Summertime!

 

With all the hot weather recently, I have decided to focus a little on the impacts that a warm summer might have on our health. (Cue thunderstorms and rain). Many associate summer with some of the finer things in life – trips to the coast, beautiful clear skies, Pimms and a high concentration of bank holidays. For others, it means unbearable heat, vicious sunburn, stifling sleepless nights, sun cream all over your clothes and the long agonising wait for the start of the domestic football season to begin again.

In order to enjoy the positive aspects, I have put together some tips on staying healthy through the change in environment during these warmer months.

Let us start first with how our bodies regulate heat. The word homeostasis is used to describe the way the body maintains balance in various processes, including electrolytes in the blood and blood pressure. Part of this homeostatic balance however is related to thermoregulation. In other words, the body’s constant battle to keep its core temperature stable within quite fine margins – around 37.0 degrees on average. Any higher or lower than ideal and this begins to affect many of the normal processes going on in the body at any one time. For example, diabetics tend to absorb more insulin in warmer weather and so a closer eye on insulin doses is required.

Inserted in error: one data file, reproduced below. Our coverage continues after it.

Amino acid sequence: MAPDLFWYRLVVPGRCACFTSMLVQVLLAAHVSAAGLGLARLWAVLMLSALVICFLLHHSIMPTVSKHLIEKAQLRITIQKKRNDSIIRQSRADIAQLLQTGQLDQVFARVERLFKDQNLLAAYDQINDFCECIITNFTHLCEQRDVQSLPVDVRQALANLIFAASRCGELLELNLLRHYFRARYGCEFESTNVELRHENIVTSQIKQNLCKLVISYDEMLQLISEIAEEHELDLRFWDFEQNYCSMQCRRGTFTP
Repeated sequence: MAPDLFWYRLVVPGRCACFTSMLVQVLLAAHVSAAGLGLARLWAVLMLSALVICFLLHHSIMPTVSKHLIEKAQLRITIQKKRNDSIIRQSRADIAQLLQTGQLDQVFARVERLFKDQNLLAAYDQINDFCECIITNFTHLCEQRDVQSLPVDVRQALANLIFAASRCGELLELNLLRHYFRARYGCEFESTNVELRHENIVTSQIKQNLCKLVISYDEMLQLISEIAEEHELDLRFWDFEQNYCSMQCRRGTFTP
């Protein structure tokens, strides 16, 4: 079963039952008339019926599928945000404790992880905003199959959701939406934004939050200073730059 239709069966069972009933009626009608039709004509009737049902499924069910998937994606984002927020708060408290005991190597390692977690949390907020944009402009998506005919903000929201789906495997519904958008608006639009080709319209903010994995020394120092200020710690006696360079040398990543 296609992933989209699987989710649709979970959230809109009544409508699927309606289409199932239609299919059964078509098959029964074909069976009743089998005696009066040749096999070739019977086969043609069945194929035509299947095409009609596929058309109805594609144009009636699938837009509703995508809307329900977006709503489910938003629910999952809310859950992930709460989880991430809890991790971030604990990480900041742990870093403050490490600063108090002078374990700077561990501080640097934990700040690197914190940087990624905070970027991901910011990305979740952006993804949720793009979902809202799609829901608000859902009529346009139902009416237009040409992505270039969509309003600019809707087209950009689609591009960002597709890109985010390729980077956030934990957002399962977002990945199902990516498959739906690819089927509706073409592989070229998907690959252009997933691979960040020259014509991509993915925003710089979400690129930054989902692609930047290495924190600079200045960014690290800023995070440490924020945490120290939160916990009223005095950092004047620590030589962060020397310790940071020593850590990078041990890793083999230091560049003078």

Our main tactic in controlling temperature, at least in losing heat, is through the process of sweating. As we sweat, the water from our tissues takes heat from beneath the skin, and the heat energy is lost as the sweat then evaporates. It stands to reason therefore that, in warmer weather we sweat more and so our requirements for fluid go up. Normally we should be drinking 6 to 8 glasses of water each day (about 1.2 litres) but in warmer weather, we should increase this to allow for the extra fluid loss. It is no surprise that summer is kidney stone season, with twice as many presentations when compared to the winter months. This is in part due to greater rates of dehydration but also, as your skin gets more sun exposure, you produce more vitamin D which in turn increases calcium absorption and promotes the build-up of these stones in the kidneys.

Although not particularly hairy when compared to most mammals, the small hairs that cover our skin also help in the process. If our body decides it needs to lose heat, signals from the hypothalamus in the brain prompt the hairs to flatten across our skin. Conversely, if we need to warm up, the hairs stand on end (hence goosebumps) thus creating a tiny layer of air trapped in amongst them to warm us up a bit.